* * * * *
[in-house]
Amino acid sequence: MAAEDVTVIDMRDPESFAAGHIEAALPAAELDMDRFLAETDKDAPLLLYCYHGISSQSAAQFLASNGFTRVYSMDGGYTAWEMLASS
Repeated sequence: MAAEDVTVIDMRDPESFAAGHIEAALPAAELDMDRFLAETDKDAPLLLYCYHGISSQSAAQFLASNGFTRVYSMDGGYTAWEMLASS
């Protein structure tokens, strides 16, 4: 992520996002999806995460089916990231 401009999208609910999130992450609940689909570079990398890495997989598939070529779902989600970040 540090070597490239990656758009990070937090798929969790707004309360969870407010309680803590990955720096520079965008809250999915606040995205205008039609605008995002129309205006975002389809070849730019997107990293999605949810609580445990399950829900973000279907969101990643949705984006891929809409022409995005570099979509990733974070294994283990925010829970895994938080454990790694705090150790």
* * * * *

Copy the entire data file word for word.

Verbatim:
[in-house]
Amino acid sequence: MAAEDVTVIDMRDPESFAAGHIEAALPAAELDMDRFLAETDKDAPLLLYCYHGISSQSAAQFLASNGFTRVYSMDGGYTAWEMLASS
Repeated sequence: MAAEDVTVIDMRDPESFAAGHIEAALPAAELDMDRFLAETDKDAPLLLYCYHGISSQSAAQFLASNGFTRVYSMDGGYTAWEMLASS
């Protein structure tokens, strides 16, 4: 992520996002999806995460089916990231 401009999208609910999130992450609940689909570079990398890495997989598939070529779902989600970040 540090070597490239990656758009990070937090798929969790707004309360969870407010309680803590990955720096520079965008809250999915606040995205205008039609605008995002129309205006975002389809070849730019997107990293999605949810609580445990399950829900973000279907969101990643949705984006891929809409022409995005570099979509990733974070294994283990925010829970895994938080454990790694705090150790």